Using A Hydrometer To Adjust Wine Sweetness

Adjusting Wine Sweetness With HydrometerMost wine recipes give a SG [specific gravity] for starting fermentation and at the completion of fermentation. My wine usually ends up dry, so when I bottle it I usually stabilize it and back-sweeten most of it. I’ve been just adding sweetener a little at a time and tasting until I think it is about right, but that’s a little hard to hit and very unscientific.
What about using a hydrometer to adjust wine sweetness and is there an approximate hydrometer reading for what they call dry, semi-dry and sweet?
What about white table wines, red table wines, sweet table wines, dessert wines etc do all of these different wines fall under the same category of dry, semi-dry or sweet?
Glen L. – IA
Hello Glen,
While there are certain ranges on the specific gravity scale that one could consider sweet verses dry, these ranges are so narrow on the typical wine hydrometer that it would be very hard to accurately apply them to sweetening a wine. In fact, I could not really tell you what the ranges would be because I have never paid that much attention to them.

There are also a couple of other reasons why using a hydrometer to adjust wine sweetness is not all that practical:

  • Shop Wine ConditionerYou could have two different wines sweetened to the same specific gravity reading and they could have very different impression of sweetness. What is coming into play is how the other flavor components of the wine work with the sugar to form the wine’s character. As an example, if the wine is rich and earthy as opposed to crisp and fruity, then more sugar may be needed in the former case than in the later wine to achieve the same impression of sweetness. This is all subjective, of course, but the principle rings true.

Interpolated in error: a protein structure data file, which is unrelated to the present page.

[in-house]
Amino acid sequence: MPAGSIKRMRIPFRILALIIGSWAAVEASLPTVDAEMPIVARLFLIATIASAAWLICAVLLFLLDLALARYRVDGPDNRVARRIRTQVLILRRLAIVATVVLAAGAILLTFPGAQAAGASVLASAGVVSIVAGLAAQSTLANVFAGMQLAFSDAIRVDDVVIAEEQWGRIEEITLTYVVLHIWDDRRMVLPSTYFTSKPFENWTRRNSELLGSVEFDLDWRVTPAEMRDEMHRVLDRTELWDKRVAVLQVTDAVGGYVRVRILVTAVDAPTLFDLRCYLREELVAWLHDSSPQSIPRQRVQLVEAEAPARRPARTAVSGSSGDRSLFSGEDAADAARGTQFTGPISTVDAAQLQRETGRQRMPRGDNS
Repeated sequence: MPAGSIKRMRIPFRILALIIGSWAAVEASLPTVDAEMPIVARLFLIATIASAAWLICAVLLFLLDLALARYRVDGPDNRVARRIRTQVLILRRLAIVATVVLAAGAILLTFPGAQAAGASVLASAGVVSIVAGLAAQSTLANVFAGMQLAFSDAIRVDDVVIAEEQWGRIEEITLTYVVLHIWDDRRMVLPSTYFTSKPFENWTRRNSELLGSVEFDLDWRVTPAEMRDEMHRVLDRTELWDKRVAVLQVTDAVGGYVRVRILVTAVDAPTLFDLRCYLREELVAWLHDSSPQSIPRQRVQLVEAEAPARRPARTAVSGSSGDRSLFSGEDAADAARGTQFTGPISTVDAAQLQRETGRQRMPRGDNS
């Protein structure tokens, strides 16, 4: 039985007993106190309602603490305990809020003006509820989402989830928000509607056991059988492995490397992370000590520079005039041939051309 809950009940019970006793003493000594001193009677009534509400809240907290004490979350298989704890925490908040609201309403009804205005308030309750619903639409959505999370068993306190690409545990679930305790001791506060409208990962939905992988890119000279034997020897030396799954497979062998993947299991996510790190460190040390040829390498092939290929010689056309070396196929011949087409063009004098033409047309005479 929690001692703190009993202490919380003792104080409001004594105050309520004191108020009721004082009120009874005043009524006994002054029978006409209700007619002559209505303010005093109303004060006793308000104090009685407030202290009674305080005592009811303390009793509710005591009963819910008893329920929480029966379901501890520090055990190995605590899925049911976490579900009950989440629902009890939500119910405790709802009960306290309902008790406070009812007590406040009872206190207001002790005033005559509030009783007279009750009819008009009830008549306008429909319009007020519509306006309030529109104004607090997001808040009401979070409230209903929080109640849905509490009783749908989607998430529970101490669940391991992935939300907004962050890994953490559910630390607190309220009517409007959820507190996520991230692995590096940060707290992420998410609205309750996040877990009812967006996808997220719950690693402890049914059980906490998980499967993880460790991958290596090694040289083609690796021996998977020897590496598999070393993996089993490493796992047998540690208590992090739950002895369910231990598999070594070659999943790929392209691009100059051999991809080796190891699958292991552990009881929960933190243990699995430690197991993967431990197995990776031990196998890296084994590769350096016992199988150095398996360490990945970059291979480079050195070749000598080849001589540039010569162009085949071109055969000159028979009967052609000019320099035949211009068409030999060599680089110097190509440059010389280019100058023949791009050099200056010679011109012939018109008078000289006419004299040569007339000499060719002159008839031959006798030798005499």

• A wine’s body or lack of body could cause two wines that taste equally dry to have two different readings on the wine hydrometer. Body raises the specific gravity without raising sweetness. In this case, if you have a full-bodied wine and a thin, crisp wine and you sweeten them both to the same reading on the specific gravity scale the hydrometer, the full-bodied will have less residual sugar than the thin crisp wine. Part of the SG reading is being made up with body, not sugar.

So as you can start to see, depending on hydrometer readings to adjust your wine’s sweetness may not be as accurate as just tasting the wine. After all it is how the wine tastes to us humans – and more specifically, you – that matters most, not what the hydrometer says.
Shop HydrometersThe wine industry does use a sweetness scale to give customers a clue as to how sweet a wine might be before they purchase it. The scale goes from 1-9 with 1 being the driest, and it is based on percentage of sugar by weight in the wine. While this scale may be used as a marketing tool, I find it hard to imagine any commercial winemaker setting out to target a particular number, rather they would do just as you are doing – going by how the wine tastes and how sweetness is working in concert with the wine’ other characters.
Happy Wine Making,
Ed Kraus
Ed Kraus is a 3rd generation home brewer/winemaker and has been an owner of E. C. Kraus since 1999. He has been helping individuals make better wine and beer for over 25 years.

9 thoughts on “Using A Hydrometer To Adjust Wine Sweetness

  1. Ed,